After graduating from the State of Bahia University in Bahia, Brazil, with a degree in Agriculture Engineering, Paulo entered the job market with excitement, as many new graduates do. He deeply desired to start his career as an agronomist and began searching for jobs or internships in the fruit growing space. Soon after graduation, Paulo landed an internship at Frutinor where he was going to support the production of tomatoes that would be made into pastes and ketchup.
After only a few months at Frutinor, Paulo’s old manager reached out and asked him if he had any interest in supporting the production of 27 acres of grapes. When Paulo agreed to make the switch, he had no idea how much grapes would influence his career. After just two years as a production supervisor, Paulo was promoted to a managerial role where he was in charge of 296 Acres of grapes.
Six years later, Paulo made the switch to MAISA, Brazil’s biggest melon production company. However, this career jump did not force Paulo to say goodbye to managing grapes. Instead, he would be in charge of grapes, mangos, cashews, acerolas, and more. At MAISA, Paulo’s department did a lot of interesting work in analyzing new agricultural products such as fungicides, insecticides, and fertilizers. Learning about how different solutions impacted problems with crops was a key foundational skill that Paulo would do great work with later in his career.
When Paulo’s father got sick, Paulo made the decision to take a job that was closer to home. He became a production manager at Uniao Frutas where he managed 440 acres of grapes for just over two years. Then, Paulo’s manager that gave him his first job supervising grape production reached back out. He was starting a new project called Frutimag, and he wanted Paulo to come work as a production manager of grapes and mangoes.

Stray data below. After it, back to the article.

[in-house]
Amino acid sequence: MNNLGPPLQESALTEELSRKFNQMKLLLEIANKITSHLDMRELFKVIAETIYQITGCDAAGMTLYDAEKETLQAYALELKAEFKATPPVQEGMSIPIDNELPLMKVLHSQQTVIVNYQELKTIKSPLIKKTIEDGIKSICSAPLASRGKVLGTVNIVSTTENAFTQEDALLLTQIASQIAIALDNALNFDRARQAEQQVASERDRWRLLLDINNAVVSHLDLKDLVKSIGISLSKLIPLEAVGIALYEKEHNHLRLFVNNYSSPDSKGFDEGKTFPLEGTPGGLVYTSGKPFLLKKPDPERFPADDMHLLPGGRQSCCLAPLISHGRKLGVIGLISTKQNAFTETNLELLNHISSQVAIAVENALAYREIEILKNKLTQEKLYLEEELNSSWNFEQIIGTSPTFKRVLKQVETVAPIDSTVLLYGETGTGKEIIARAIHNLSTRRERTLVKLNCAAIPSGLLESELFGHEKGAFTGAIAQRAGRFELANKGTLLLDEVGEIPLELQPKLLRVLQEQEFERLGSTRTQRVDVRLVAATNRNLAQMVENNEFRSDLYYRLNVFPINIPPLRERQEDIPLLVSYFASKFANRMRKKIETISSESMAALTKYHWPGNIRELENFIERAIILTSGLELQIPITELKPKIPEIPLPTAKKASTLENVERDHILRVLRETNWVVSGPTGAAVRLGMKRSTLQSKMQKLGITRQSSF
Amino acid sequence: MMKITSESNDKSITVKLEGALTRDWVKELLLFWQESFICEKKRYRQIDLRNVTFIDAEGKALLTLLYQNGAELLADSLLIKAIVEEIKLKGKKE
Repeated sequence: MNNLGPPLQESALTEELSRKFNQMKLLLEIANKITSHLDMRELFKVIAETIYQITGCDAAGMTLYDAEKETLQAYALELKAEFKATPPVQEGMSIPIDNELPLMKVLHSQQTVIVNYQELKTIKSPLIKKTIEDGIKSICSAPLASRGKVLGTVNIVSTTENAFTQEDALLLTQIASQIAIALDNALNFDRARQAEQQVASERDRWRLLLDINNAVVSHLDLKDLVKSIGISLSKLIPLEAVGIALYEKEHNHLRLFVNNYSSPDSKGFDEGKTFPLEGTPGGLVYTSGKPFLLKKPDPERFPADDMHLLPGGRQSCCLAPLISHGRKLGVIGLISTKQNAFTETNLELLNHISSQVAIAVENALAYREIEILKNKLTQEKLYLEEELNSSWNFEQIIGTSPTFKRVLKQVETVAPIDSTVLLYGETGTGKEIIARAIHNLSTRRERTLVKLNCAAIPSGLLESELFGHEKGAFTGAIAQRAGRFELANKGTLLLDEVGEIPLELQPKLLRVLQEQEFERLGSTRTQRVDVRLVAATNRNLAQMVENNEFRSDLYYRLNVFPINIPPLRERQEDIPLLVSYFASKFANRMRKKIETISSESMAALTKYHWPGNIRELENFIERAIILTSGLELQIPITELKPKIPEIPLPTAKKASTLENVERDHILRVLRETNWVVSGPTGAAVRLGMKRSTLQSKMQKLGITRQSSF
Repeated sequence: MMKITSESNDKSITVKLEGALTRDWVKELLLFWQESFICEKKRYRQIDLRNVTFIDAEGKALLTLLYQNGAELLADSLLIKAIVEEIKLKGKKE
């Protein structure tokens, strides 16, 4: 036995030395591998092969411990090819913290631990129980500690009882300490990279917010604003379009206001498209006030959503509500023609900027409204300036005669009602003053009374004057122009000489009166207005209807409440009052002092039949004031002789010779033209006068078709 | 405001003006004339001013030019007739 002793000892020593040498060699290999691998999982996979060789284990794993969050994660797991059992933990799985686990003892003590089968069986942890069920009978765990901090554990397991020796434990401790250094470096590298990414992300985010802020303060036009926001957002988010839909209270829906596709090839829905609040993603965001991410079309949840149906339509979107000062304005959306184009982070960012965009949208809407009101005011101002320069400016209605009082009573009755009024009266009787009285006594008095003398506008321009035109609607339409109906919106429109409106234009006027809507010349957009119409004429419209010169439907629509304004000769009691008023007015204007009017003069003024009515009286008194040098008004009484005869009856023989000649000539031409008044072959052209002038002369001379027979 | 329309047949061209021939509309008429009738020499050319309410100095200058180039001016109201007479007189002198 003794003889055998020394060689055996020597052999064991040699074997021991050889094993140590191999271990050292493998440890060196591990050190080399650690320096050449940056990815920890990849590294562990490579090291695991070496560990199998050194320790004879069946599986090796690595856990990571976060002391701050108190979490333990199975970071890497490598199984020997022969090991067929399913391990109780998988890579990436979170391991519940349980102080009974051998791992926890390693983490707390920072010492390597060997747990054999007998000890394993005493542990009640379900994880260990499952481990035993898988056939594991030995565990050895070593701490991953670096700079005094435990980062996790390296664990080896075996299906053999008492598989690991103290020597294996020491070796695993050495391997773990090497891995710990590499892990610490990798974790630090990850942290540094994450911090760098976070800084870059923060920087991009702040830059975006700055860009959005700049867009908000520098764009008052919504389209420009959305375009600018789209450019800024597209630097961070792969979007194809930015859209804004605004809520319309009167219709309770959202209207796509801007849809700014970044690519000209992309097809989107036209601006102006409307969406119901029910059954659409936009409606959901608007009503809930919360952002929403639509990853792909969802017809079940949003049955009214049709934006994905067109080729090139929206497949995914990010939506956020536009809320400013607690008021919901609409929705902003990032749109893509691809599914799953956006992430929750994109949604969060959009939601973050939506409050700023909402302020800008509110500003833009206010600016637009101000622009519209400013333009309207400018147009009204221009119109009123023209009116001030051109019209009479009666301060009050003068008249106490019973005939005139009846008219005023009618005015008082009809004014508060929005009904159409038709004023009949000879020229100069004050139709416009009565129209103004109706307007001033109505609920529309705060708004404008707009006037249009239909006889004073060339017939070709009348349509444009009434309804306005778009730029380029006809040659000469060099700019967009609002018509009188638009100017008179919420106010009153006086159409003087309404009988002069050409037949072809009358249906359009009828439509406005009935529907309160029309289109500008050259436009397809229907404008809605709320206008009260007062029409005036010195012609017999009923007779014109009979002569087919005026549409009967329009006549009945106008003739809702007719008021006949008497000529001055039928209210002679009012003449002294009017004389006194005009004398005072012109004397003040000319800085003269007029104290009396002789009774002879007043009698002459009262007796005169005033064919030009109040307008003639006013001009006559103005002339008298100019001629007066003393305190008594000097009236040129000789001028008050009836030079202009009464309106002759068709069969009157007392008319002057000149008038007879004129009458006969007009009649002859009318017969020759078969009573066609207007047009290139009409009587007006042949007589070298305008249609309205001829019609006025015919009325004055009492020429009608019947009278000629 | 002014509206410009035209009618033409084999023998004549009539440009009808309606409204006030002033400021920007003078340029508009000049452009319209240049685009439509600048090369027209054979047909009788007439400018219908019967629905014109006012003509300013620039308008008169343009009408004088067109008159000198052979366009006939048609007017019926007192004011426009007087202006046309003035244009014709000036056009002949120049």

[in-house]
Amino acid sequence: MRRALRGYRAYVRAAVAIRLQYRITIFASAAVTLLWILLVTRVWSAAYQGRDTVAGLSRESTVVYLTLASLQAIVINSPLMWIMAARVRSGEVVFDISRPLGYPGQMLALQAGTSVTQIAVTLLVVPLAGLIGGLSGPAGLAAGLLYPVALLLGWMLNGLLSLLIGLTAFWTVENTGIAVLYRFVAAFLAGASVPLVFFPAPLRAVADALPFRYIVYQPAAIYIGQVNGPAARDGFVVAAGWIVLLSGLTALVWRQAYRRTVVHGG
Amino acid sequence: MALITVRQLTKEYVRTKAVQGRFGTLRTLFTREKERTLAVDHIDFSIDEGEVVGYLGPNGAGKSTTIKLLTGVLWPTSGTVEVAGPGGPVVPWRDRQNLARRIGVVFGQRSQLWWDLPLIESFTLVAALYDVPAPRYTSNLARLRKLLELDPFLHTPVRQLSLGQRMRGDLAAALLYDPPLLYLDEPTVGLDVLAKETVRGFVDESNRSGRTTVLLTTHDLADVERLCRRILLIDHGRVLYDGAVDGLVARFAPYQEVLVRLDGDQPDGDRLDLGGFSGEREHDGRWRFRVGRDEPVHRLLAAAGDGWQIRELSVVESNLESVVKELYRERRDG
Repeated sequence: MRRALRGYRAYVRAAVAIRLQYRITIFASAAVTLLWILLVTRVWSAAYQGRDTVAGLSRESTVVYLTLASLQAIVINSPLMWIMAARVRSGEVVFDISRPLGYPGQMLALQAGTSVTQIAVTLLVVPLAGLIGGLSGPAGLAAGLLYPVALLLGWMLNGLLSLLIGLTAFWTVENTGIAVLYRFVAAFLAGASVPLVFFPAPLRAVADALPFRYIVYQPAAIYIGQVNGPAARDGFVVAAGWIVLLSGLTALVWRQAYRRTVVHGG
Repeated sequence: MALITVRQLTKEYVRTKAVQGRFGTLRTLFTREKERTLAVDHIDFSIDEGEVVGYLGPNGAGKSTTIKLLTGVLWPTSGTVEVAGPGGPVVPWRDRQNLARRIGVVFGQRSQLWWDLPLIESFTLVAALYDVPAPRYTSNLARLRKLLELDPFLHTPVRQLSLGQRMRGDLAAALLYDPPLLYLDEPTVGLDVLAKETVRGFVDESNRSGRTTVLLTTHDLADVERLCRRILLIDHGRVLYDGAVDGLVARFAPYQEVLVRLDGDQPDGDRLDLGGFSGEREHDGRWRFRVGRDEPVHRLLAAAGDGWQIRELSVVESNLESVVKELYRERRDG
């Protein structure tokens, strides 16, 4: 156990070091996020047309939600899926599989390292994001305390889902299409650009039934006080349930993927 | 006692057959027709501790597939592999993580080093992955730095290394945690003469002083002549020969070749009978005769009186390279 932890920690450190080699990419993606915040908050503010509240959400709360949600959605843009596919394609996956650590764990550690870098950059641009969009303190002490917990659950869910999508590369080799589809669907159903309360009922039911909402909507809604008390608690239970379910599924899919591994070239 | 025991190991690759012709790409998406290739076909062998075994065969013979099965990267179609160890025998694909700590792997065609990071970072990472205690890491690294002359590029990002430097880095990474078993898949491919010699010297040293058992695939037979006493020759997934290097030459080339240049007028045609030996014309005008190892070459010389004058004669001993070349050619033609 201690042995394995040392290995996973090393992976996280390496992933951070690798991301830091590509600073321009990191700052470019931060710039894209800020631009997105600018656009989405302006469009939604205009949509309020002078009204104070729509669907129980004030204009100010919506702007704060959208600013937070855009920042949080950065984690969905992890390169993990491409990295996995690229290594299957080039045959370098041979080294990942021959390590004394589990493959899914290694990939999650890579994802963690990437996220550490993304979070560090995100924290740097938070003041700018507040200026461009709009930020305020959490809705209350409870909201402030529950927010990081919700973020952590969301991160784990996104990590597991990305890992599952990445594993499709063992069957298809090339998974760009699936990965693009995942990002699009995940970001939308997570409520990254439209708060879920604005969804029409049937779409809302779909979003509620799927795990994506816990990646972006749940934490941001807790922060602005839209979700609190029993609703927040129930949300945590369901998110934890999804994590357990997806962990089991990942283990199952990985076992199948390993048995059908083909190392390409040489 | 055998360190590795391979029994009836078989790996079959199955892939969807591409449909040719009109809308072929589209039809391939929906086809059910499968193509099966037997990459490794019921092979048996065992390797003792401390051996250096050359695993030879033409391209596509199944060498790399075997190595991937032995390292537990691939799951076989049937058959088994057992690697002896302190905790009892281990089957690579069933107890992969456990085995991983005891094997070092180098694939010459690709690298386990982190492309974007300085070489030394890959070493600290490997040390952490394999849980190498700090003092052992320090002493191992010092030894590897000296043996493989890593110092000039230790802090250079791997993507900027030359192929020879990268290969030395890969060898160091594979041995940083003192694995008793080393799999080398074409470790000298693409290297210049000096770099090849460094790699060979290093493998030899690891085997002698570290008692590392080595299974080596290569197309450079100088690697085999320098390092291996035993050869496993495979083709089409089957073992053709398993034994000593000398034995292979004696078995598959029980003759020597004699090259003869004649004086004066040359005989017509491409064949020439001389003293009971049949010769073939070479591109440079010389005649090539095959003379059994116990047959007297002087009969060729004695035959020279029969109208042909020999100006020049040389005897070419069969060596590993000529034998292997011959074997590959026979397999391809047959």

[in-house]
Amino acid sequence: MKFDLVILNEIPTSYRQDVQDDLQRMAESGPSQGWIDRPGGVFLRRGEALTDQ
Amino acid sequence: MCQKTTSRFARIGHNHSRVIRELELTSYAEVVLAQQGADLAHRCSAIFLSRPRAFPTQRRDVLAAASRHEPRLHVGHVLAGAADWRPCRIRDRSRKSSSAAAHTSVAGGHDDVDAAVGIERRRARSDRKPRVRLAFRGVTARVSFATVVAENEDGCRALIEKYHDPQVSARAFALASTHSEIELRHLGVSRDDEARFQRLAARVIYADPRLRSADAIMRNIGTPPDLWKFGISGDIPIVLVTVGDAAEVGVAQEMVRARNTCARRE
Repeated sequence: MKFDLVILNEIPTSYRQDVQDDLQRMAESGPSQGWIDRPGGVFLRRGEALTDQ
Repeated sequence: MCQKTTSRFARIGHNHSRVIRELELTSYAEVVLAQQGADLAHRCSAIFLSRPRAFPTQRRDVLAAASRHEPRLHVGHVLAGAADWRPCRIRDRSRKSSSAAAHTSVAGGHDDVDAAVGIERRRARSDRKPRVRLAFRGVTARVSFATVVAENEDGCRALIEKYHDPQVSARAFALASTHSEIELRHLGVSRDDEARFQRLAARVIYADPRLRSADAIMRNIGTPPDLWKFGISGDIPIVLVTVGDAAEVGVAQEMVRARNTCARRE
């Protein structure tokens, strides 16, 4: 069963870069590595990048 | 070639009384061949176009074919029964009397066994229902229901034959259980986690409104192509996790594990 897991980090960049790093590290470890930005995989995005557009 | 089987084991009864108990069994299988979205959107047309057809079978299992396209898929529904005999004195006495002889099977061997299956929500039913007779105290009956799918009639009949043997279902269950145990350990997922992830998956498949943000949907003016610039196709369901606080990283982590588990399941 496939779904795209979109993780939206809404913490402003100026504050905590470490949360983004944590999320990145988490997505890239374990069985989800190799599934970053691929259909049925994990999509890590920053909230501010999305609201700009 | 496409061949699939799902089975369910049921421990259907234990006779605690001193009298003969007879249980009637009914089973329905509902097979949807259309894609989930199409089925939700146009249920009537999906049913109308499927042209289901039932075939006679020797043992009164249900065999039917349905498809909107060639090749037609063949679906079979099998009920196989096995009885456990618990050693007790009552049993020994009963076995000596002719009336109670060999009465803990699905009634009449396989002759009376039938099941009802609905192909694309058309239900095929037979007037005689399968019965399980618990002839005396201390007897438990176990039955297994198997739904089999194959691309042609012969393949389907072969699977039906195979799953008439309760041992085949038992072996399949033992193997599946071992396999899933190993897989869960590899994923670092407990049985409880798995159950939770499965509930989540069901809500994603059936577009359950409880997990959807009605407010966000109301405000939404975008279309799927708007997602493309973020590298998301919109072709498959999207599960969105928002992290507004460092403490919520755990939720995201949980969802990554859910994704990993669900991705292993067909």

Paulo said goodbye to Uniao Frutas and made his way to Frutimag. Frutimag became a best-in-class organization, seeking to sell premium grapes to countries all over the world. To compete in international arenas, Paulo traveled diligently to learn about grapes from experts all over the world. For 10 years, Paulo excelled in his roles at Frutimag and became well-known in the international grape production community, but unfortunately, Frutimag did so well that it was later sold to a major investment company.
The investment team planned to completely change Frutimag’s focus, switching from grape production to raising cows for meat and magnesite ore production. This change left Paulo way out of his technical area of expertise and on the hunt for a new job. Eventually, Paulo ended up at ECOSAC, a farm in northern Peru that had only 80 acres in 2009 of grapes but produced a lot of shrimp and peppers. But with the great success of grapes, in 2021 ECOSAC already has 3,000 acres de uvas. Really a very important growth.
During his 13 years at ECOSAC, Paulo played a major role in the grape revolution, which consisted of changing traditional grape varieties to patented grape varieties of genetic companies like Sun World, IFG, and SNFL. He had to learn completely new edaphoclimatic conditions because Peru’s weather, irrigation infrastructure, water, humidity, and soil were all completely different from Brazil’s. But to no one’s surprise, Paulo mastered his role, went above and beyond to solve future problems, and stayed adaptable to keep up with a changing industry.
When younger Paulo finished his education, he left university life with excitement and an open mind. It didn’t take long before he found his favorite place in agriculture. Paulo sees grapes as enchanting, complex, and beautiful, and feels lucky that he has spent so much time working with them. There are many pieces of land that have been graced by Paulo’s hands, and now, we will just have to wait and see what’s next for him.